Planning the new building

By and - , Build 107

This is the second in a series describing the design, construction and monitoring of a more sustainable urban house in Hamilton.

Site schematic.

Understanding the characteristics of a building site and its neighbourhood is important in informing the design process. Having already lived on our site for 3 years, we had first-hand experience of how it worked. The ecology of the land, location of the site, special features and local climate were important considerations in the initial design planning.

Having deconstructed the existing house (see Build June/July 2008, pages 72–74) we were left with a 650 m2 section. Although larger than most urban sites today, its diamond shape, the gully and an existing workshop located in the south-western area (see Figure 1) meant that its practical buildable area was considerably less. Therefore, the new dwelling had to be positioned carefully.

Ecology and location

The site is on a small gully, finger-linked to the Waikato River. The gully network in Hamilton is a significant ecological feature, and its potential for restoration was an important design consideration. Protecting the gully from earthworks during construction and ensuring good water flows post-construction was factored into the design mix.

Maintaining a strong indoor connection with the gully is an example of the competing requirements typical when trying to address several different design aspects. The gully has implications for views, access and thermal design. Being located on the west of the site meant the potential indoor overheating (caused by larger western windows) had to be carefully managed from the outset.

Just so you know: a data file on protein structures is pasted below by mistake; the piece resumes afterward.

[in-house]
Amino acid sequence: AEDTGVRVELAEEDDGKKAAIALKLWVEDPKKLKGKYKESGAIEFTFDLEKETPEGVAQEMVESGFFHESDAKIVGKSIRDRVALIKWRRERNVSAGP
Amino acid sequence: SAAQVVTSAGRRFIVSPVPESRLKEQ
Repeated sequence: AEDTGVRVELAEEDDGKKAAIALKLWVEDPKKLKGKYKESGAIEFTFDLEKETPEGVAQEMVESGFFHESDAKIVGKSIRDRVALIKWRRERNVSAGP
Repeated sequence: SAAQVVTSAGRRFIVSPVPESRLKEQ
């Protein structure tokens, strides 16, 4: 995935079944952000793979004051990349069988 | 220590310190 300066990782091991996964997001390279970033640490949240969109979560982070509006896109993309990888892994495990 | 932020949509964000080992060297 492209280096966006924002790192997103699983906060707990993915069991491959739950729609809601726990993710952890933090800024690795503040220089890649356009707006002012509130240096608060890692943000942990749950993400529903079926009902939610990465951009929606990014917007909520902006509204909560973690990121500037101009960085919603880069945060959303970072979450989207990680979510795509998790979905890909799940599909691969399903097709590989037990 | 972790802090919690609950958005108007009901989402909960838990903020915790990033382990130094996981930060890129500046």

Table 1: Sustainability principles.
Key principles Resource protection
To conserve non-renewable resources and enhance natural habitats at all stages of the building’s life cycle.
Environmental education
To grow the pool of knowledge, raise awareness, enhance skills and promote action for urban ecobuilding and more sustainable lifestyles.
Community wellbeing
To contribute to the wellbeing and sustainability of people and nature in our community.
Personal responsibility
To maximise our ability to take care of ourselves and nature, and create a healthy and sustainable lifestyle.
Core goals Designing for:
  • minimal waste
  • sustainable energy
  • healthy water
  • lower impacting materials
  • sustainable transport
  • lower life cycle costs.
  • design tools
  • documented processes
  • educational workshops
  • ongoing monitoring and learning.
  • our local economy
  • the protection enhancement of local habitat
  • the use of non-toxic materials and processes.
  • healthy living spaces
  • on-site food production
  • sustainable budgeting of time, money and energy
  • green purchasing policies.

The ability to walk or bike to work was key when purchasing the property. When initially searching for a house, we only looked within a 2 km radius of the CBD to lessen reliance on private transport. The site is reasonably close to local amenities: a 15-minute walk to town, and within 10 minutes’ walk of two large supermarkets, a sports facility, a primary school and several places of worship.